Pope Declares Troubling Interpretation of AL ‘Authentic Magisterium’December 4, 2017
Fr. Mark Goring: Three Things for 2018 (Video)December 4, 2017
By Ben Butera, The American Catholic, November 11, AD 2017
My last post spurred some interesting comments about human rights. One commenter in particular made an astute observation about three inalienable rights in terms of our temporal life.
The Right to Life: Relates to your future; lose your life and you lose your future.
The Right to Liberty: Relates to your present; lose your liberty and you lose your present.
The Right to Property: Relates to your past; lose your property (the fruit of your life and liberty) and you lose your past.
And in the end no one, other than God, can justly infringe upon these rights assuming there is no need to take your life or liberty in self-defense or as punishment, and that your property was justly acquired.
But aren’t terms like “life”, “liberty” and even “property” subject to interpretation and understanding? You’d think the right to life would be fairly straightforward, but for some, animals and trees have more right to be alive than humans who happen to be physically located in their mother’s womb. Along these same lines, a sense of entitlement can lead one to conclude that the right to an abortion is part of a woman’s “liberty” and that your property is not really yours, but actually communal property that can and should be distributed equally.
Kids and young adults might express this sense of entitlement more freely than older adults and this can all relate to how we view salvation. My confirmation students will sometimes say what many adults might often think. An example is when we discuss Original Sin in class. Objections to the dogma may go something like this…What’s the deal with Original Sin? Adam and Eve disobeyed, not me. I didn’t do anything, especially when I was a newborn baby, so why should I have to deal with all the ramifications of Original Sin? It’s not fair!!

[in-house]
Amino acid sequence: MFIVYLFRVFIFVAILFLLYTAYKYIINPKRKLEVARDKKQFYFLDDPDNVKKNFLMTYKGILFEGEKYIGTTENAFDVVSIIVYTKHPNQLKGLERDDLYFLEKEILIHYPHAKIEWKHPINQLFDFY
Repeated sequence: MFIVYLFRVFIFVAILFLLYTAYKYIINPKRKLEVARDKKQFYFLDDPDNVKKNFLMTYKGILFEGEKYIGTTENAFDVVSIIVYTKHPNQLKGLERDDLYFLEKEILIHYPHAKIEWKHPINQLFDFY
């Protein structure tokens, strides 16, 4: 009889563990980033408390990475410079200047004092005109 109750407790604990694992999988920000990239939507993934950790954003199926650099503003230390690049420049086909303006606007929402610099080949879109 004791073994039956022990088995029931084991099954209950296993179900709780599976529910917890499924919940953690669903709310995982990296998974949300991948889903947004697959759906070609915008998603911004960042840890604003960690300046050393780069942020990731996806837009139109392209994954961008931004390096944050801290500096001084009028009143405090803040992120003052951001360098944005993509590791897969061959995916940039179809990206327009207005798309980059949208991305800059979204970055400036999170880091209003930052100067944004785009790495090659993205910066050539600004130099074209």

The attitude above seems to imply that we are entitled to salvation; we have a right to the free gift of grace and eternal life with God. In contrast, St Paul spoke of salvation as more of a process “So then, my beloved…work out your salvation with fear and trembling.” (Philippians 2:12) “Work out” implies a process, and “fear and trembling” implies that it can be lost or never realized.
The following analogy seems to help clear things up in terms of Original Sin and not taking salvation for granted: Imagine your father was an impoverished man who befriended a billionaire long before you were born. They were such good friends that the billionaire made your dad heir to his fortune. One day your father betrayed the billionaire, so he removed him from his will, leaving him in his poverty. Years later your father met your mother and you were born. Eventually, you learned the story of friendship and betrayal between the billionaire and your father. You realize that you would have been next in line for the fortune if your father would have remained a faithful friend, so you say, “My father betrayed him, not me. I didn’t do anything, so why should I have to deal with this poverty. It’s not fair!! The fortune should still go to me.”
The reality is that you never had a claim to the fortune in the first place.
Salvation Is Not a Right